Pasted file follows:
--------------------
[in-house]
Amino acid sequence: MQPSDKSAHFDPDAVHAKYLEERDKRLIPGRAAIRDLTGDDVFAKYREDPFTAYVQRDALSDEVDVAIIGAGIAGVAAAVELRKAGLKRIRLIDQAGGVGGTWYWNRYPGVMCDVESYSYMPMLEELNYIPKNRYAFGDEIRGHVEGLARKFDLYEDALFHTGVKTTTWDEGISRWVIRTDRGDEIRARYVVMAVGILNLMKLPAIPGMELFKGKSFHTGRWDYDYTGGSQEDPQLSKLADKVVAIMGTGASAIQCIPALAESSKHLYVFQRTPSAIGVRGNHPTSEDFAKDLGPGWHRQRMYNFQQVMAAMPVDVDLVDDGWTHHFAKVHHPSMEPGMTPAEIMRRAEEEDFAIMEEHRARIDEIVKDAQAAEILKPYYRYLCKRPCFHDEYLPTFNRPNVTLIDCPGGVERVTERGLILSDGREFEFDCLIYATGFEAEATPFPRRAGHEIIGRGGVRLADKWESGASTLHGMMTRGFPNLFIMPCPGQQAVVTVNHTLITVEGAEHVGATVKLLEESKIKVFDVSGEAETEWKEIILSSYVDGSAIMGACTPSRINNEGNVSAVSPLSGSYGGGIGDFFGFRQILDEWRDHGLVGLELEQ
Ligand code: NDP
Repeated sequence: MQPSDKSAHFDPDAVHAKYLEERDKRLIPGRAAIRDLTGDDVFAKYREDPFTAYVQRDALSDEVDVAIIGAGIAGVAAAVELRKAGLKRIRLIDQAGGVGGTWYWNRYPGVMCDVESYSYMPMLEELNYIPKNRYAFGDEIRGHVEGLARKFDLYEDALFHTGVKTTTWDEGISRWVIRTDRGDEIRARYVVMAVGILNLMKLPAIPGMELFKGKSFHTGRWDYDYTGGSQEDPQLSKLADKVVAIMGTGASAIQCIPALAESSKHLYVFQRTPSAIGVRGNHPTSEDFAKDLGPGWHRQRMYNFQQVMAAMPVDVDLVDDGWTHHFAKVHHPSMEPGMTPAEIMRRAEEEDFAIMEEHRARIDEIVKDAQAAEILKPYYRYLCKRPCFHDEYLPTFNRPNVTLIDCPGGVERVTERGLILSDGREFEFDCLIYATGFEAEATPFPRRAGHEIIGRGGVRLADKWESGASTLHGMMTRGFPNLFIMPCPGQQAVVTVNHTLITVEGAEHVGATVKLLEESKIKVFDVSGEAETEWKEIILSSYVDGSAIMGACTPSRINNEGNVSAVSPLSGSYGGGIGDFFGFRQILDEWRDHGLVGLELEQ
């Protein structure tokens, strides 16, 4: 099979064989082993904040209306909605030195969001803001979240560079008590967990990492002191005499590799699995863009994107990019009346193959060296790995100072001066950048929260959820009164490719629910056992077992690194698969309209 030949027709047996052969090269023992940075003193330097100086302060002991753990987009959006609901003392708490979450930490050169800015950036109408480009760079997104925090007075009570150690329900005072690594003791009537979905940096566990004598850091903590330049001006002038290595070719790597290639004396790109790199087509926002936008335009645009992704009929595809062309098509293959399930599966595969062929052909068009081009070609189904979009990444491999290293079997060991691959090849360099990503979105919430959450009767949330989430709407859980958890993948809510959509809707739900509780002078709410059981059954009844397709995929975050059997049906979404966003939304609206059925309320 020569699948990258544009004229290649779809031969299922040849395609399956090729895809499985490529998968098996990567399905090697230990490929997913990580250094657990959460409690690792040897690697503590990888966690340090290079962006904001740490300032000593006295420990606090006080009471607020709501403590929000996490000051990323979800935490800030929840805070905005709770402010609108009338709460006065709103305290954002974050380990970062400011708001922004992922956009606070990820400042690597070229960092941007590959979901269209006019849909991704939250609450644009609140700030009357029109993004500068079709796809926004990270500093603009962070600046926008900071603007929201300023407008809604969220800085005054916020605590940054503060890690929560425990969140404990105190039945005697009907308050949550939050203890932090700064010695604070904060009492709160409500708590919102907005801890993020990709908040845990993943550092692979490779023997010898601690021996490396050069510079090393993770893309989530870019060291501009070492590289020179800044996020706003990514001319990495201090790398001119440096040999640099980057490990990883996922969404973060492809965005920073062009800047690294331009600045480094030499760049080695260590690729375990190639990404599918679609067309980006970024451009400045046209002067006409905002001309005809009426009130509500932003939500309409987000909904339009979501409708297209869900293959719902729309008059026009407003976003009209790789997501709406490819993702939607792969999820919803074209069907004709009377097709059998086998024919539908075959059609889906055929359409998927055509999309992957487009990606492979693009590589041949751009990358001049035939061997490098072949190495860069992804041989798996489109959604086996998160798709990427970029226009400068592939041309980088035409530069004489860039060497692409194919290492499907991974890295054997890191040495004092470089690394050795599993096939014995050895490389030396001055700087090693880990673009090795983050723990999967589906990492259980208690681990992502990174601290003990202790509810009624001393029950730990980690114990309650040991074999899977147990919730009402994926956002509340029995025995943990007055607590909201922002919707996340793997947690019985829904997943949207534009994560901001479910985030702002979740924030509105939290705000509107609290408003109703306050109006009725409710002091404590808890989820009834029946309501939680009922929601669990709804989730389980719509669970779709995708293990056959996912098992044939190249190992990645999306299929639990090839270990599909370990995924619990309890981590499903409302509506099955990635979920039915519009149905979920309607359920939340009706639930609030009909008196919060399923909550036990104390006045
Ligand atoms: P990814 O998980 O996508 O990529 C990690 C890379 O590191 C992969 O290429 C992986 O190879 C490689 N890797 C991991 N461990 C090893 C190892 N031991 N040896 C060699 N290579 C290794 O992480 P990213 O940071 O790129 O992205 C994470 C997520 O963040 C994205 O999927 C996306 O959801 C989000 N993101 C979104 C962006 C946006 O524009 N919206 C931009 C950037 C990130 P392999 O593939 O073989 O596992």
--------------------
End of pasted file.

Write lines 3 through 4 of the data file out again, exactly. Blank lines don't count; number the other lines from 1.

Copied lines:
Ligand code: NDP
Repeated sequence: MQPSDKSAHFDPDAVHAKYLEERDKRLIPGRAAIRDLTGDDVFAKYREDPFTAYVQRDALSDEVDVAIIGAGIAGVAAAVELRKAGLKRIRLIDQAGGVGGTWYWNRYPGVMCDVESYSYMPMLEELNYIPKNRYAFGDEIRGHVEGLARKFDLYEDALFHTGVKTTTWDEGISRWVIRTDRGDEIRARYVVMAVGILNLMKLPAIPGMELFKGKSFHTGRWDYDYTGGSQEDPQLSKLADKVVAIMGTGASAIQCIPALAESSKHLYVFQRTPSAIGVRGNHPTSEDFAKDLGPGWHRQRMYNFQQVMAAMPVDVDLVDDGWTHHFAKVHHPSMEPGMTPAEIMRRAEEEDFAIMEEHRARIDEIVKDAQAAEILKPYYRYLCKRPCFHDEYLPTFNRPNVTLIDCPGGVERVTERGLILSDGREFEFDCLIYATGFEAEATPFPRRAGHEIIGRGGVRLADKWESGASTLHGMMTRGFPNLFIMPCPGQQAVVTVNHTLITVEGAEHVGATVKLLEESKIKVFDVSGEAETEWKEIILSSYVDGSAIMGACTPSRINNEGNVSAVSPLSGSYGGGIGDFFGFRQILDEWRDHGLVGLELEQ